MEXICO CITY (Reuters) - Mexico’s government is worried the new U.S. administration’s asylum policies are stoking illegal immigration and creating business for organized crime, according to officials and internal assessments seen by Reuters.
Ever since President Joe Biden won the White House vowing to undo the hardline approach of his predecessor Donald Trump, Mexico has both looked forward to an end to migration burdens imposed by Trump, and braced for a new influx of people.
Detentions on the U.S border have surged since Biden took office on Jan. 20. Mexico has urged Washington to help stem the flow by providing development aid to Central America, from where most migrants come, driven by a humanitarian crisis.
“They see him as the migrant president, and so many feel they’re going to reach the United States,” Mexican President Andres Manuel Lopez Obrador said of Biden the morning after a virtual meeting with his U.S. counterpart on March 1.
“We need to work together to regulate the flow, because this business can’t be tackled from one day to the next.”
Previously unreported details in the internal assessments, based on testimonies and intelligence gathering, state that gangs are diversifying methods of smuggling and winning clients as they eye U.S. measures that will “incentivize migration.”
Apprehensions on the U.S.-Mexico border in February hit levels unseen since mid-2019, and were the highest for that month in 15 years, data reported by Reuters showed.
Among U.S. steps Mexico worries are encouraging migration are improved support for victims of gangs and violence, streamlining of the legalization process, and suspension of Trump-era accords that deported people to Central America.
Recent Mexican policies are also encouraging migration, according to one assessment. It saw potential fillips in measures such as offering COVID-19 vaccines to migrants, as well as better protections for undocumented children.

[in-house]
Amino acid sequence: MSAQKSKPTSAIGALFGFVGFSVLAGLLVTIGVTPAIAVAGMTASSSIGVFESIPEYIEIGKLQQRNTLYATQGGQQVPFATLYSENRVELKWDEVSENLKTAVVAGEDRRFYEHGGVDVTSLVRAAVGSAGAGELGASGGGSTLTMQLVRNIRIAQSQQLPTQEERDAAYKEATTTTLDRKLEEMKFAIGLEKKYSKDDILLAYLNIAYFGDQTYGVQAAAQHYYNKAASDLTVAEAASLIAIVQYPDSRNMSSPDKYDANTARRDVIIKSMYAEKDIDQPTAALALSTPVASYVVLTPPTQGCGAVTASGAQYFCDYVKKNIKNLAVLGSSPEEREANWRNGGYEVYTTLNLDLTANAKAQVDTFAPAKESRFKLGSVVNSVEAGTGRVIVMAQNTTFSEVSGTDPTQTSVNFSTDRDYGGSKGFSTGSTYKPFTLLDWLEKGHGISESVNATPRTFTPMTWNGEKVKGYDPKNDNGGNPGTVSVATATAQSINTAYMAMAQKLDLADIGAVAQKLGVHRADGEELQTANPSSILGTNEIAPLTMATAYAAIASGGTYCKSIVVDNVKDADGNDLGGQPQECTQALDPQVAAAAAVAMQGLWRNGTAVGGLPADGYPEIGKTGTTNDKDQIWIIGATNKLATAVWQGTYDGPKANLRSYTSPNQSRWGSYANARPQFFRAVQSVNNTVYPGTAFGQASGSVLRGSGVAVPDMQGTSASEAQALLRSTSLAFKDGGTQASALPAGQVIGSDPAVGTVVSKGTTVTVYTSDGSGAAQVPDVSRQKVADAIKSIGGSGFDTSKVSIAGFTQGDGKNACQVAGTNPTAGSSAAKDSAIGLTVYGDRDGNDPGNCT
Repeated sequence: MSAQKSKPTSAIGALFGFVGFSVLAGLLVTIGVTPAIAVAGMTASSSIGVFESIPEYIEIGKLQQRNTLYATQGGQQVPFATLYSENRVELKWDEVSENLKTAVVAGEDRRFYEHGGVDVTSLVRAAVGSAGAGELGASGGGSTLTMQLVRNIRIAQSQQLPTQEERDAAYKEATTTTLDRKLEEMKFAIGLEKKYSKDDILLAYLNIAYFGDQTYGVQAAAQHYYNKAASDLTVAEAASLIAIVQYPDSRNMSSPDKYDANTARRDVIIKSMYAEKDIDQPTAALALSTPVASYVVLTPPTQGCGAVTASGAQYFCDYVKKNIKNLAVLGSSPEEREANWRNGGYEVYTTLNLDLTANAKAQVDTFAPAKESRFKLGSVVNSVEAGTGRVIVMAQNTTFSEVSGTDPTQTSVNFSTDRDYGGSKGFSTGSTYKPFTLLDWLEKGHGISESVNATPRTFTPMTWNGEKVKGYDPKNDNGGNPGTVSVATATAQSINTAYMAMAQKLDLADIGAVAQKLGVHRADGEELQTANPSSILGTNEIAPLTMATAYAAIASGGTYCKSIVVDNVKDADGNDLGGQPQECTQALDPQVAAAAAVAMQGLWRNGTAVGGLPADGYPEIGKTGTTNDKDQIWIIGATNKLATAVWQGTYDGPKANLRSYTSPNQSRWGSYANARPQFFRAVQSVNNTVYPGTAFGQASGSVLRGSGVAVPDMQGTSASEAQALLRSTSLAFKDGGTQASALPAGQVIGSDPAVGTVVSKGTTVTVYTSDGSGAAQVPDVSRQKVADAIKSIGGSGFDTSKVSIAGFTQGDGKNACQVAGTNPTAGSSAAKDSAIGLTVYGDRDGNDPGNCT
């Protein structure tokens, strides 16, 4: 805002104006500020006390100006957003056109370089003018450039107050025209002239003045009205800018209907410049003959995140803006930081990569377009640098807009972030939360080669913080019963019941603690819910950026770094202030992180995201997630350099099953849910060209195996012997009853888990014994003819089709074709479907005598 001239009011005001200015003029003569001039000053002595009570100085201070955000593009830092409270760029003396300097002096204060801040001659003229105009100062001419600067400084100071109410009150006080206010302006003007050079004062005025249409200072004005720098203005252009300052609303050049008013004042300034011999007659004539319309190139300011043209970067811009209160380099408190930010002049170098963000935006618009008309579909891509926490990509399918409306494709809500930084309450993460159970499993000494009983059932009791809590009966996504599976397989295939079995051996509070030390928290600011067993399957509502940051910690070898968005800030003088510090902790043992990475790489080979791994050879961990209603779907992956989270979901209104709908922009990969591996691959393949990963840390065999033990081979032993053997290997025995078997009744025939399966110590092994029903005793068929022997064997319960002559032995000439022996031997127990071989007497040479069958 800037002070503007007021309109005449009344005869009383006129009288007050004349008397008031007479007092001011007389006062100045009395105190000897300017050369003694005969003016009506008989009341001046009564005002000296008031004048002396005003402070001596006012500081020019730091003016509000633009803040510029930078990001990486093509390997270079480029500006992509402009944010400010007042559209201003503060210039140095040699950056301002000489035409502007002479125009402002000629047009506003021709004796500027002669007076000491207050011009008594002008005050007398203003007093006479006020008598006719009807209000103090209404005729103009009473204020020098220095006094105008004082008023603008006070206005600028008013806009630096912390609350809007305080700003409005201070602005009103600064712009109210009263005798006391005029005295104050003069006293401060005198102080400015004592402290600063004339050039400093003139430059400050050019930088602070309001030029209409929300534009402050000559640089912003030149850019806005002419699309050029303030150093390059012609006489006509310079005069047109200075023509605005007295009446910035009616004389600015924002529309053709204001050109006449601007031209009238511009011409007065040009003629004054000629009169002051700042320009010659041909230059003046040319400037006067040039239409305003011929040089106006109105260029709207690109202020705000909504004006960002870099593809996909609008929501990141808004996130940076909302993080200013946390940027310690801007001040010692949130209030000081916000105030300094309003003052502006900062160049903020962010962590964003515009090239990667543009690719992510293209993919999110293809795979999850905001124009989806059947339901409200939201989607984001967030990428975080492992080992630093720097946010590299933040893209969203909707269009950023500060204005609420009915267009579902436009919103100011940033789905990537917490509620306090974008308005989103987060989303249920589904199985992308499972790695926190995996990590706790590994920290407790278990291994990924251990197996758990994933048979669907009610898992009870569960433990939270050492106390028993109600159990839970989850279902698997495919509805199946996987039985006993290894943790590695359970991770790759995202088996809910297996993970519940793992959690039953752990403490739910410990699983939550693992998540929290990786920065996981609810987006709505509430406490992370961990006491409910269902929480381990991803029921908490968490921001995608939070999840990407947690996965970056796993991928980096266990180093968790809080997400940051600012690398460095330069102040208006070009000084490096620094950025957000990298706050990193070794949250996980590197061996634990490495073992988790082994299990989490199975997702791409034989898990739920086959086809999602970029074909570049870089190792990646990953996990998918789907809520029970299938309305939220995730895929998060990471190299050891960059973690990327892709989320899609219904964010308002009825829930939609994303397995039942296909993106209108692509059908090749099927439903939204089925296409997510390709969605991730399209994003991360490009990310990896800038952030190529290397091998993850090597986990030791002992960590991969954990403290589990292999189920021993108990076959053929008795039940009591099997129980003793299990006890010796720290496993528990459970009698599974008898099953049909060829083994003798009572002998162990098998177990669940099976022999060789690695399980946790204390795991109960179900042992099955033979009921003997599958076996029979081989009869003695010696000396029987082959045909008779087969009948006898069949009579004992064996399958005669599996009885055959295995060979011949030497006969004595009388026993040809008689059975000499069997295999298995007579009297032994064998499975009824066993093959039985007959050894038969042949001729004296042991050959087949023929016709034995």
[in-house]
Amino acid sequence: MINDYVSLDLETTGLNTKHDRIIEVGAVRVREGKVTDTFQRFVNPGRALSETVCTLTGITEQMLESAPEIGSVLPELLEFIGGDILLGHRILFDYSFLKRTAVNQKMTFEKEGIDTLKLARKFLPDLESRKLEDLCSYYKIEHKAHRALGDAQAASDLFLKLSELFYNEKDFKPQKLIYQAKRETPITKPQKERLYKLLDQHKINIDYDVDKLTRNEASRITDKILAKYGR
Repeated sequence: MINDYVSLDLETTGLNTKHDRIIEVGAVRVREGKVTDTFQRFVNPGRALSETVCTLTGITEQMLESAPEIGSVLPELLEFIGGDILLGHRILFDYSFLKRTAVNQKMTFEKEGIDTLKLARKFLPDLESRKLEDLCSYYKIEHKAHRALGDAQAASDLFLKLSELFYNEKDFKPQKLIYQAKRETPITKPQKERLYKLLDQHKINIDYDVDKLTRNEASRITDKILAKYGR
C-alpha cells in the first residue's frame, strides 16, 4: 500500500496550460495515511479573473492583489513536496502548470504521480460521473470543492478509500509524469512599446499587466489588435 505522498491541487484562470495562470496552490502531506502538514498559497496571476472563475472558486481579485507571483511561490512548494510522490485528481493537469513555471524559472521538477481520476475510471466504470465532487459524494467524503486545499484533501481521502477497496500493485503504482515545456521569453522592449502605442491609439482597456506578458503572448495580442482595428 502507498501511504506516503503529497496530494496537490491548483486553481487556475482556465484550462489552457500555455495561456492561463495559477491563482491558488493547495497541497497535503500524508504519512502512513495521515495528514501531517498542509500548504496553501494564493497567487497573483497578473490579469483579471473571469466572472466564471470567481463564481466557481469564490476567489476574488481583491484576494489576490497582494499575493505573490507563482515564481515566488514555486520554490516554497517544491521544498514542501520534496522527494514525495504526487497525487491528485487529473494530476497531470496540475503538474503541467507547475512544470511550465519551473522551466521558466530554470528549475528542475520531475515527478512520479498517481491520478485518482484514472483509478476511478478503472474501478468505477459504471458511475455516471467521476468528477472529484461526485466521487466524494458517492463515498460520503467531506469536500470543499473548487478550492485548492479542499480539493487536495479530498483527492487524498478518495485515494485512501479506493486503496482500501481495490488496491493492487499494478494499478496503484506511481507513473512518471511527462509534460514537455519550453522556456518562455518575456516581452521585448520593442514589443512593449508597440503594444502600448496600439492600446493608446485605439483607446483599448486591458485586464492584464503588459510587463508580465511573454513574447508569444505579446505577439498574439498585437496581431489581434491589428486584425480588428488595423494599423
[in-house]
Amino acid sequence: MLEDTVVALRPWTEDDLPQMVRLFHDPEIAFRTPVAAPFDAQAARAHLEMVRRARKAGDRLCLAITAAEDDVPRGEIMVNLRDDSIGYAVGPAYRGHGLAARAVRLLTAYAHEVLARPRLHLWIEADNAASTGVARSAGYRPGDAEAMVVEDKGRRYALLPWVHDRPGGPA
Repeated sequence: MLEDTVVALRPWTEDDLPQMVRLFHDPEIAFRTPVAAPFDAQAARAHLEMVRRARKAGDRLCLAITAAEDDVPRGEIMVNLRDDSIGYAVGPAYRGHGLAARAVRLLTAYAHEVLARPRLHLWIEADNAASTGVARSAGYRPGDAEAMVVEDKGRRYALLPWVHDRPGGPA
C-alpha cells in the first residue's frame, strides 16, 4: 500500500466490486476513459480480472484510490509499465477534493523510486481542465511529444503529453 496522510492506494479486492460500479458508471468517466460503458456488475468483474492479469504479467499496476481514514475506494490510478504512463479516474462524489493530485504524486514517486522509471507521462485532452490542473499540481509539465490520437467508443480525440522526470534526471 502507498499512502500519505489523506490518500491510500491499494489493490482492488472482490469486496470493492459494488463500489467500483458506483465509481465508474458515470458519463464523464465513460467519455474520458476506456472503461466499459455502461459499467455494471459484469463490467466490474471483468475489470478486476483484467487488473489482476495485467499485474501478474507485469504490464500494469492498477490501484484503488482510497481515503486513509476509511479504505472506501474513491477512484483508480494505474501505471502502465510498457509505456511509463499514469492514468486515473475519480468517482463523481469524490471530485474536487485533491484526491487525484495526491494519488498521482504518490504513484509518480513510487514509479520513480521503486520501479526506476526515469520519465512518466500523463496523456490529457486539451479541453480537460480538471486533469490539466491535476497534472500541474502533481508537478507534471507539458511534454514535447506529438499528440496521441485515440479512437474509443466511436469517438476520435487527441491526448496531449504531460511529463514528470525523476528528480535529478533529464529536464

One Mexican official familiar with migration developments, who spoke on condition of anonymity, said organized crime began changing its modus operandi “from the day Biden took office” and now exhibited “unprecedented” levels of sophistication.
That includes briefing clients on the latest immigration rules, using technology to outfox authorities, and disguising smuggling operations as travel agencies, assessments showed.
“Migrants have become a commodity,” the official said, arguing they were now as valuable as drugs for the gangs. “But if a packet of drugs is lost in the sea, it’s gone. If migrants are lost, it’s human beings we’re talking about.”
Mexico’s security ministry, foreign ministry and national migration institute did not reply to requests for comment for this story. The White House and the Department of Homeland Security did not immediately respond to requests for comment.
Higher concentrations of migrants in border areas have encouraged gangs to recruit some as drug mules, and kidnap others for money, said Cesar Peniche, attorney general of Chihuahua, the state with the longest stretch of U.S. frontier.
Both Mexican and U.S. policy should be more clear-cut so as not to spur illegal immigration, he told Reuters.
Mexico has praised Biden for offering a pathway to citizenship to millions of U.S. residents of Mexican origin, and for rolling back Trump-era policies that sent U.S. asylum seekers back into Mexico to await their court hearings.
To avoid detection, migrants now often travel in small groups instead of caravans, and increasingly follow more dangerous, less well-trodden routes, the Mexican official said.
Communicating via social media such as Facebook, WhatsApp, Instagram and YouTube, smugglers update migrants on impending checkpoints, when freight trains they can jump on pass, where to stay and how to navigate immigration laws, the official added.
To ease their passage, smugglers advise Central American clients to register complaints with authorities saying they have been victims of extortion or, for young men, that they have faced death threats from street gangs, the assessments show.
And, as in previous years, migrants are being told to bring along children to make it easier to apply for asylum.
Mexican intelligence shows smugglers’ transit costs vary widely. One assessment said an unaccompanied Central American minor could secure passage to the U.S. border for about $3,250. By contrast, for African travelers, the rate was $20,000. Asians must also pay more.
One evaluation set out concerns there could be a significant influx in migrants from outside the region - the Caribbean, Asia, Africa and the Middle East - as coronavirus-led border restrictions begin easing.
Even as Mexicans hail Biden’s cancellation of work on Trump’s border wall, some officials say it is time Mexico returns to an idea the government raised in 2019: improving the infrastructure along its own southern border with Guatemala.
“Mexico spends more on every new wave of migrants than that would cost,” said another official. “We have to do it.”
Reporting by Dave Graham; Additional reporting by Sofia Menchu in Guatemala City and Alexandra Alper in Washington; Editing by Rosalba O’Brien
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